viewing pleasant. A modem either internal or external
depends on your usage. If you want to use the modem on
another computer then get an external modem. Make sure
you dont get anything less than 28,800 and
preferably 33,600-baud rate model. The latest computers
come with MMX Pentium chip which makes downloading of
multimedia files faster. The above configuration is ideal
not only for Internet dial-up accounts but also to run
the many softwares that is in the market especially
Microsoft Windows based programmes. The above is an ideal
computer but an ordinary DX2-66MHz computer will suffice
for the time being. You would of course require a
telephone line. A separate line would be good if you plan
to use the Internet service for long periods.
The most common service providers are JARING and TMnet. Whichever the
service provider you choose, they should
- be easily accessible at all times
- be relatively cheap
- have many nodes so that you can call in from any State in
Malaysia(if you use a notebook) and pay the local
- have backup service or customer information service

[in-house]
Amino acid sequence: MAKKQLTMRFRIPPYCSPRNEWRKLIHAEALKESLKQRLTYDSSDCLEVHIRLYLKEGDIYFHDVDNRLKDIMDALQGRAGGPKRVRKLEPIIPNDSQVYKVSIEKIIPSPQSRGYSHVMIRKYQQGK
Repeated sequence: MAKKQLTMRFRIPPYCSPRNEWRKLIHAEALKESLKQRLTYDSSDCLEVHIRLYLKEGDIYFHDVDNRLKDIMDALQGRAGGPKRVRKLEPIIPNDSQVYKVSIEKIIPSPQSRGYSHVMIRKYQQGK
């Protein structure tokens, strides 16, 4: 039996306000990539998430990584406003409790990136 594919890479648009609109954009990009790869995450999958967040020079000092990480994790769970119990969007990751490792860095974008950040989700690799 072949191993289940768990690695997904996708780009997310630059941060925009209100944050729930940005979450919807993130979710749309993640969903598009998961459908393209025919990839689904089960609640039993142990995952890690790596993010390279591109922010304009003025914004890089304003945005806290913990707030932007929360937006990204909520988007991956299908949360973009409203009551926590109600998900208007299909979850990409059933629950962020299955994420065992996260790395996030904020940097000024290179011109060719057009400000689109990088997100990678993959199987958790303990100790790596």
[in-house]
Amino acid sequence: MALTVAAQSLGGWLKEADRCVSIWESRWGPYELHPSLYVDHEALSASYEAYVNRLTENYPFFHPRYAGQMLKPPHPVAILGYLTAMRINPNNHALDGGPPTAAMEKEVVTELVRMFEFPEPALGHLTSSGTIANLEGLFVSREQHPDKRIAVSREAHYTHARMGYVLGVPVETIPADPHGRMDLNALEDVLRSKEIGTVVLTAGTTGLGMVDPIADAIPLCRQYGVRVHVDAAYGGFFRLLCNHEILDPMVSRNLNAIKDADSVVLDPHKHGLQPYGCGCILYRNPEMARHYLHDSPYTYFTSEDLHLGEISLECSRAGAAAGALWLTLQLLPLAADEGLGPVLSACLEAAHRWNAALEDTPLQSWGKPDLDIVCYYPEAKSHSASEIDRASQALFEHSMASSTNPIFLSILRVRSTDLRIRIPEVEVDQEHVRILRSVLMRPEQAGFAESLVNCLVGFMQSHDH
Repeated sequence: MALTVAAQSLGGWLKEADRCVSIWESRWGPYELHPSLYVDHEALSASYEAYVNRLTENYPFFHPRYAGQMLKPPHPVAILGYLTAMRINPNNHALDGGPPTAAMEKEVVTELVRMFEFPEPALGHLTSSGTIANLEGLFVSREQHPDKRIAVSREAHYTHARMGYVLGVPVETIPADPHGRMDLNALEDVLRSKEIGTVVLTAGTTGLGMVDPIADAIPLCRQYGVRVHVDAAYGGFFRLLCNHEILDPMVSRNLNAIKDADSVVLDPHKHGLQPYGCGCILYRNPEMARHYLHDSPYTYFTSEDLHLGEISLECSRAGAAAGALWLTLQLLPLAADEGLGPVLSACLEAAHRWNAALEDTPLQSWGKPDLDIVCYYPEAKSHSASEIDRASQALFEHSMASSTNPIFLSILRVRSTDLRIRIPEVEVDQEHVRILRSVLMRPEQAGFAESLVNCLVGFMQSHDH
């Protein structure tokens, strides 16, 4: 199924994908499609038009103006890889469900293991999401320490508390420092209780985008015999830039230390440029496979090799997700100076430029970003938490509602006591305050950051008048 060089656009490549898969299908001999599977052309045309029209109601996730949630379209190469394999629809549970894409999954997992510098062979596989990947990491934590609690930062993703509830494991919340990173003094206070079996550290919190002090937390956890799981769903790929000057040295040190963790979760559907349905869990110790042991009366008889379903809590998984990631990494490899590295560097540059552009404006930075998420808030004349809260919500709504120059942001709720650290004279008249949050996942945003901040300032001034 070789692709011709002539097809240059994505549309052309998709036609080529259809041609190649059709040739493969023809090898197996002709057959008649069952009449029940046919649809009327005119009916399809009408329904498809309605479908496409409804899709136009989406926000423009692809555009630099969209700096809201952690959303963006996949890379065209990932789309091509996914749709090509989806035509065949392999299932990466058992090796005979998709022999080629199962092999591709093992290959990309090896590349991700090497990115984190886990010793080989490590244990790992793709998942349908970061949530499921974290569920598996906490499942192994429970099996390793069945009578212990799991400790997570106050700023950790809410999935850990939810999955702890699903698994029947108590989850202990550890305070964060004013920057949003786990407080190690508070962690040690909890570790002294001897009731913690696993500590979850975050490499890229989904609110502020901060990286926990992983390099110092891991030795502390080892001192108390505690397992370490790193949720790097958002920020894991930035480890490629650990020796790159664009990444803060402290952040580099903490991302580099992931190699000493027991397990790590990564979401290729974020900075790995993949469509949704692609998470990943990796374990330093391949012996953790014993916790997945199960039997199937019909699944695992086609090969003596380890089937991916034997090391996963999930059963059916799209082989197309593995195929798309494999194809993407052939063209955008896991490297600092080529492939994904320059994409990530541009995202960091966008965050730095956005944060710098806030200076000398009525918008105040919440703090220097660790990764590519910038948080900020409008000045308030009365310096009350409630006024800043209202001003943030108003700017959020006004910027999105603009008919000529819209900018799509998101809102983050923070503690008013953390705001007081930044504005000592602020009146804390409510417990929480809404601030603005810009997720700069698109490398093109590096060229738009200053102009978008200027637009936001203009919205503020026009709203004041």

- provide various facilities, e.g. e-mail, www, telnet, ftp.
- if necessary allow you to "log-in" in another
country and pay the local rates. This might be ideal if
you travel a lot and have a notebook
Some vendors and service providers provide you with the
software. Otherwise you may have to purchase them but I
suggest you ask a friend who is on the Internet for at
least a software to log-in and a world-wide-web browser.
If you have this you can then download most of the
software from the "net". If you have Windows 95
and PLUS you can easily set-up your computer to log-on
with your service provider.
Lets assume you have
all this; you have logged-in with your service provider,
given your username and password and been given access to
the Internet service. Now we have to decide what we want
to from the following services
- World Wide Web (WWW): A program that works through
hypertext links to data, allowing you to explore network
resources from multiple entry points.
- Electronic mail (e-mail): Electronic mail involves